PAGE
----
South Africa’s former President Jacob Zuma has urged a regional court to block his arrest as he pursues legal challenges against a prison sentence.
The development came on Tuesday, a week after the constitutional court sentenced Zuma to a 15-month jail term for contempt of court after he defied an order to give evidence at a corruption inquiry in February.
The court instructed police to arrest Zuma by the end of Wednesday if he did not hand himself in, sparking an angry reaction from Zuma’s supporters and laying bare deep divisions in the governing African National Congress (ANC) party.
But late last week Zuma asked the constitutional court to cancel its sentence and approached the high court for an interdict to prevent police from arresting him until the constitutional court hears his “rescission application” on July 12.
In legal arguments before the Pietermaritzburg High Court, Zuma’s lawyer Dali Mpofu on Tuesday argued that the former president would turn 80 on his next birthday, his “health condition is uncontestably precarious”, and he was not a flight risk as he was under the care and security of the state.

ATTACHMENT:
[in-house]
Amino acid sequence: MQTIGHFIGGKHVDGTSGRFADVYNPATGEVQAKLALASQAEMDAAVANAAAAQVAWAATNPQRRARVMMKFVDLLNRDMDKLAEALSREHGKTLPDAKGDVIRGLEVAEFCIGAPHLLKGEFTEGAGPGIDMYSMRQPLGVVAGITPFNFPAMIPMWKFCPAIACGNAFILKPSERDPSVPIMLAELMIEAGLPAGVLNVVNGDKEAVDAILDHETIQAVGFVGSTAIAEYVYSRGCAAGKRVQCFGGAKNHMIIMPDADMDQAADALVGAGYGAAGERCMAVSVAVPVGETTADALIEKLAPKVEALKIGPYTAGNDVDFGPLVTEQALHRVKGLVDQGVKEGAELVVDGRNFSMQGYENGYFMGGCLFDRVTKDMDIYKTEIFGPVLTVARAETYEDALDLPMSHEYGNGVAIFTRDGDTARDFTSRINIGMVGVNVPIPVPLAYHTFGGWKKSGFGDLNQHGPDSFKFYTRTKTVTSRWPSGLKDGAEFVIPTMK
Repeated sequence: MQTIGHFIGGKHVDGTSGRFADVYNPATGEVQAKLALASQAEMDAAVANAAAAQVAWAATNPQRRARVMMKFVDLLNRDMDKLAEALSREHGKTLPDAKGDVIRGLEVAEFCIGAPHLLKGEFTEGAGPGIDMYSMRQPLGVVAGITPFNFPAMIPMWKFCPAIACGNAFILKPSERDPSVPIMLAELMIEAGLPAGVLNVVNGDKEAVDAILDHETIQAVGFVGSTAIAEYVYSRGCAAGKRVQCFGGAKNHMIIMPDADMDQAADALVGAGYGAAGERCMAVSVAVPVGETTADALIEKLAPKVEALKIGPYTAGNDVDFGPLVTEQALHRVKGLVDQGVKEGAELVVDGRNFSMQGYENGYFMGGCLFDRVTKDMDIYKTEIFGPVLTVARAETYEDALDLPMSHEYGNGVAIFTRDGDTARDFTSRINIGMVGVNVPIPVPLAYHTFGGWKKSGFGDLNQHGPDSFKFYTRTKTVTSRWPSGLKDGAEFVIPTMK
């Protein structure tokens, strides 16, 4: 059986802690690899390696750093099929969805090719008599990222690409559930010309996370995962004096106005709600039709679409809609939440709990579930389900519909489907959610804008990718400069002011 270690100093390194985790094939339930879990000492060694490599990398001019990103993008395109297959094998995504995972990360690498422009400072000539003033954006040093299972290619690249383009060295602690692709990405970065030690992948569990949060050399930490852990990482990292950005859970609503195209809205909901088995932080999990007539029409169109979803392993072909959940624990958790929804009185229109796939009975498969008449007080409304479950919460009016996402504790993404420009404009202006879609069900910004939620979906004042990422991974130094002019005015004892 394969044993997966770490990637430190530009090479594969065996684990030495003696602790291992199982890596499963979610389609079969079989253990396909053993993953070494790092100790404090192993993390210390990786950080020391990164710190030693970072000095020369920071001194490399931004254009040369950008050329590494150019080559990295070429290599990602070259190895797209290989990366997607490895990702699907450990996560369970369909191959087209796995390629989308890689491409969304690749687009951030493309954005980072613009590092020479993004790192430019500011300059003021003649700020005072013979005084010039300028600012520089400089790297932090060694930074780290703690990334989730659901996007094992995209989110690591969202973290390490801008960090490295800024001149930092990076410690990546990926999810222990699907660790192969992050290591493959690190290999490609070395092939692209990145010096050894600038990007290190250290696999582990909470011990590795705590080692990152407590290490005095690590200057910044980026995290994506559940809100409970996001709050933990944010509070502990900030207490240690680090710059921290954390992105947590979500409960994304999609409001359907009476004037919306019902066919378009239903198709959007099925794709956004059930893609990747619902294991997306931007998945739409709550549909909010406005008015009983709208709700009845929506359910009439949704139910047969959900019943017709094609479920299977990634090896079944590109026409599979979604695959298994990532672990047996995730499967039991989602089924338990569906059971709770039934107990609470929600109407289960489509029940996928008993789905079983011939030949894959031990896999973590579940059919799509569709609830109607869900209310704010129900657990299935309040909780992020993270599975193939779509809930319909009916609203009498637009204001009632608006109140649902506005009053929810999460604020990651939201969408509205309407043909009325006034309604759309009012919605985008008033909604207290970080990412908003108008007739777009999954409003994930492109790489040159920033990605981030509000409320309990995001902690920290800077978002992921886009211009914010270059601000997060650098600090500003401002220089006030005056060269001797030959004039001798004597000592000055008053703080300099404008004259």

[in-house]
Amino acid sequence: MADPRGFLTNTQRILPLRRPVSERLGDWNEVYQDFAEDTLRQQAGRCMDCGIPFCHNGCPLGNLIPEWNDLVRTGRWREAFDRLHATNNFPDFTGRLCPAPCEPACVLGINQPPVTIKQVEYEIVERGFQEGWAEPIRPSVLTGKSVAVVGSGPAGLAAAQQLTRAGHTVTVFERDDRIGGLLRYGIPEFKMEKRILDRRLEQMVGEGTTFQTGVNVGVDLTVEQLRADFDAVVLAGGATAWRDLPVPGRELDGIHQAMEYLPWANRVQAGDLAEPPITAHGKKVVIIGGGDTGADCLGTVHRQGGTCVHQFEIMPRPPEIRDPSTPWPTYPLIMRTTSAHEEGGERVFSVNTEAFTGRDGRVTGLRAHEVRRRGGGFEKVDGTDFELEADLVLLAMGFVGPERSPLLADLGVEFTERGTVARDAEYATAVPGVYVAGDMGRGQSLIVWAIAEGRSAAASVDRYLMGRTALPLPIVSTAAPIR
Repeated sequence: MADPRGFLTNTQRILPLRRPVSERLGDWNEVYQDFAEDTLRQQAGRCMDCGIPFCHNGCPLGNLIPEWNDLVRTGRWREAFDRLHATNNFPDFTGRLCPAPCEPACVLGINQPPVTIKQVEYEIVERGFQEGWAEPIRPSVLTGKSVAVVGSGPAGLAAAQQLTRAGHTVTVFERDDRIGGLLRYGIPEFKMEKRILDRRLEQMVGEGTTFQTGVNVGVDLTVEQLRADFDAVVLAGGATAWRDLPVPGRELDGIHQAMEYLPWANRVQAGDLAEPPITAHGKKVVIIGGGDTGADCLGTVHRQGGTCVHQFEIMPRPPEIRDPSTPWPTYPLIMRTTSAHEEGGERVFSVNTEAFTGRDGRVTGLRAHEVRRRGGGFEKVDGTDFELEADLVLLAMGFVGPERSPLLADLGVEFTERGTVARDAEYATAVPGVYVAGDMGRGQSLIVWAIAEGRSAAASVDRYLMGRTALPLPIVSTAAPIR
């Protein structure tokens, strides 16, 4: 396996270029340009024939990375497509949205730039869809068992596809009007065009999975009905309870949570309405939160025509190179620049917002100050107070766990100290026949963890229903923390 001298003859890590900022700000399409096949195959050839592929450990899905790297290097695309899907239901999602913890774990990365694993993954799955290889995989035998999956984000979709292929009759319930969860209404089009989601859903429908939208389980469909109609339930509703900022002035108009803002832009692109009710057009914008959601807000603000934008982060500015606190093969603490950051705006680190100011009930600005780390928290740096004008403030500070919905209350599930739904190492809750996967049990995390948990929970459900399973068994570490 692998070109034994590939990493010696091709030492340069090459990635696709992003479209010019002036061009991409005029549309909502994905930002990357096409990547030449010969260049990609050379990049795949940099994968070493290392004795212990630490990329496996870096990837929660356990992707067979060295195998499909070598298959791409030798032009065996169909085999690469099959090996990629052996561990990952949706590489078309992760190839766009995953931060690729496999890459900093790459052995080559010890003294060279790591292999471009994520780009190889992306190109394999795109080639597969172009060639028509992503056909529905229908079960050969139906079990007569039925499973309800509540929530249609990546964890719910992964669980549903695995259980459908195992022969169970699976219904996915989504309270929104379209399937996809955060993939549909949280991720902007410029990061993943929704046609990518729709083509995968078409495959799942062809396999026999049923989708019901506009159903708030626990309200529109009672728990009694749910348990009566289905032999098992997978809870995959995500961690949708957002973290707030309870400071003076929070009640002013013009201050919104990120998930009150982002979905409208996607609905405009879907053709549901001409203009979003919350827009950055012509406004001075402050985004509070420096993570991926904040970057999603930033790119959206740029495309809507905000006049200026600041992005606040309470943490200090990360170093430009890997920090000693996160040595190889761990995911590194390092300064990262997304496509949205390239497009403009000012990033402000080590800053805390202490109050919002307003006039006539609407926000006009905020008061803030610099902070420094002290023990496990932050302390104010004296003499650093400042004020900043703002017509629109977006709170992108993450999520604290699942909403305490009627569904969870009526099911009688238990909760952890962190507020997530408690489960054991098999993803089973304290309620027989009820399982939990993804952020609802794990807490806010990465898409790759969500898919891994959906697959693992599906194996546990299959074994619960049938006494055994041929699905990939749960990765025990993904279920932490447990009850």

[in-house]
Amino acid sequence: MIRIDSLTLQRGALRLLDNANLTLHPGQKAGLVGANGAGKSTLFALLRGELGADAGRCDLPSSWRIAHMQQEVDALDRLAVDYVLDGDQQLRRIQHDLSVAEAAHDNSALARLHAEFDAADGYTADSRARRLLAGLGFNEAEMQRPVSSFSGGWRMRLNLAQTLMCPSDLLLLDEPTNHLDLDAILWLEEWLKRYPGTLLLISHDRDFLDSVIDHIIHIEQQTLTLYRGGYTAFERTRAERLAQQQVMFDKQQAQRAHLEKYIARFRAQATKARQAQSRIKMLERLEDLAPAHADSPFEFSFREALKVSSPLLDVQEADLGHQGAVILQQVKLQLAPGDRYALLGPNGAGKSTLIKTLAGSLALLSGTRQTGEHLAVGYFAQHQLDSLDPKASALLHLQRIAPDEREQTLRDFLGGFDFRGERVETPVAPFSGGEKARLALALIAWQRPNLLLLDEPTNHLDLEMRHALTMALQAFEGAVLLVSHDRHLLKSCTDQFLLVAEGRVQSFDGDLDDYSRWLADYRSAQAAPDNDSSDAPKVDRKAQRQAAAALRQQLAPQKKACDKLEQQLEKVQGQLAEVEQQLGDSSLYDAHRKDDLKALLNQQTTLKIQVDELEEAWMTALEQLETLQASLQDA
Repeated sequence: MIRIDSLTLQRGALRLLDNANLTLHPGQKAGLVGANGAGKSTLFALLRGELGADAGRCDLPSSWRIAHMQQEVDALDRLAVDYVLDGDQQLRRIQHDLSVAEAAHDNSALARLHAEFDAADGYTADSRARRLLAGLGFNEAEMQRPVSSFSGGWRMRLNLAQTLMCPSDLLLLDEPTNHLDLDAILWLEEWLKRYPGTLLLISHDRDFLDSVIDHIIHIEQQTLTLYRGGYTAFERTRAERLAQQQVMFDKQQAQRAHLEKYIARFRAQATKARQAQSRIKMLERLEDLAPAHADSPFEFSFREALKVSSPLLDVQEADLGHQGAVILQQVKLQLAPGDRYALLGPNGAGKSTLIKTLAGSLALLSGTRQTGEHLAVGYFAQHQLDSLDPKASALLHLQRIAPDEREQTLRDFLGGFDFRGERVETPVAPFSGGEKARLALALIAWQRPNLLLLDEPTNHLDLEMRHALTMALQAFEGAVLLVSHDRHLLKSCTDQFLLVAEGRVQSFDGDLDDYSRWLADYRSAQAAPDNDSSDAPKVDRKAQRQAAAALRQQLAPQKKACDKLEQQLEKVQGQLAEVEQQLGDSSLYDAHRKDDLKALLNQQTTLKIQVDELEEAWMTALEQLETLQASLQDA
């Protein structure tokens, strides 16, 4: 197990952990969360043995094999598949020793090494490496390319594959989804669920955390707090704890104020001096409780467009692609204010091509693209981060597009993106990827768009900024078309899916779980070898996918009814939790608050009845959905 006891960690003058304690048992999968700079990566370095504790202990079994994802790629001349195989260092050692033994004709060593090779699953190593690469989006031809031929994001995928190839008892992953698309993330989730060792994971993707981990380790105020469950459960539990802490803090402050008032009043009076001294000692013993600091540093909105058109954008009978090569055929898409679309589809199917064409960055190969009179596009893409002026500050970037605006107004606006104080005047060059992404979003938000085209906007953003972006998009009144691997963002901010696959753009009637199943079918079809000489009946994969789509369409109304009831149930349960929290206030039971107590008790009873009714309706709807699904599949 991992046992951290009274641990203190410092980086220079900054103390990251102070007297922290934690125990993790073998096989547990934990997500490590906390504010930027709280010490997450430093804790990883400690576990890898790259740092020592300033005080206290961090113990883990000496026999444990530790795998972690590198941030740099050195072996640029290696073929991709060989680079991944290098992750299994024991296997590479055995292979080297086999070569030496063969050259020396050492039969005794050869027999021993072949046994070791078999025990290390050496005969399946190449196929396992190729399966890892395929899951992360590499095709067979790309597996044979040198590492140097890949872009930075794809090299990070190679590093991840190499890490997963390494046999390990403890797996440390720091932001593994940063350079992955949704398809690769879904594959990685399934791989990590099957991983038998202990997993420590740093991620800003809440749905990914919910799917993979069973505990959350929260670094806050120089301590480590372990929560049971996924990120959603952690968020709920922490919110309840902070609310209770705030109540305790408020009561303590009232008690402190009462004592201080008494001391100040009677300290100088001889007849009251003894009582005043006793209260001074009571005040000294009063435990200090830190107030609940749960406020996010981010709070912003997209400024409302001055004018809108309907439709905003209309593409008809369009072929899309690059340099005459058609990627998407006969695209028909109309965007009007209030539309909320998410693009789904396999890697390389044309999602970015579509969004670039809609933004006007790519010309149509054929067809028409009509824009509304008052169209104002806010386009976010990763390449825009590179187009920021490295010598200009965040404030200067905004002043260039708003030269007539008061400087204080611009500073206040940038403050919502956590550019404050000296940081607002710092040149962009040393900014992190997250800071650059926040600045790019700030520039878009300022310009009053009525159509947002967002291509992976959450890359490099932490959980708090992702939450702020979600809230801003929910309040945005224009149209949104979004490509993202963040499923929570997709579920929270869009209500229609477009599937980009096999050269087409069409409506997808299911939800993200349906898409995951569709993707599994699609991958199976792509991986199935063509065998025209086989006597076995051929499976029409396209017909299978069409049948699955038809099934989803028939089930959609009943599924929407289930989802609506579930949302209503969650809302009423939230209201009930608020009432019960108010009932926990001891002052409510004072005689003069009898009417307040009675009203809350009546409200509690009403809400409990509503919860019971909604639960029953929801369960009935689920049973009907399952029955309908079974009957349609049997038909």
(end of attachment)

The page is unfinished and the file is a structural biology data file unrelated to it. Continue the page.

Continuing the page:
That argument gained short shrift from the anti-corruption panel that Zuma snubbed.
“We are dealing with a repetitive and recalcitrant law breaker in the form of Mr Zuma,” attorney Tembeka Ngcukaitobi told judge Bhekisisa Mnguni.
“He has now come to ask you to assist him to break the law further. You should reject that.”
The court then went into recess, with the verdict expected on Friday.
Al Jazeera’s Fahmida Miller, reporting from Pietermaritzburg, said according to legal experts Zuma has a “very low prospect of succeeding” given that the constitutional court is the highest court in the land.
“There isn’t any other court above it and that’s why jurisdiction is now being argued in the Pietermartizburg court. After the court ruling the people will have a clearer indication of whether the former president will in fact be arrested.”
Hundreds of Zuma’s followers, some of them armed, gathered outside Zuma’s home on Sunday to hear him lash out against the judges who sentenced him and compare them with the white minority apartheid rulers he fought during the liberation struggle.
The ANC on Tuesday condemned the actions of Zuma’s supporters and urged support for the rule of law.
The ANC’s National Executive Committee said it deplored the “counter-revolutionary calls for violence and even civil war, parading of armed groups and flagrant display of weapons” outside Zuma’s home.
By Tuesday, the crowds supporting Zuma had dispersed and just a few of his supporters stood at the entrance to his home
Senior ANC official Jessie Duarte said the party was aware Zuma was exploring every legal avenue to reduce or escape his prison sentence.
“We believe the judiciary must be left to make its own decisions, [but] … we would hope that comrade Zuma’s court application will be successful,” she told a news conference.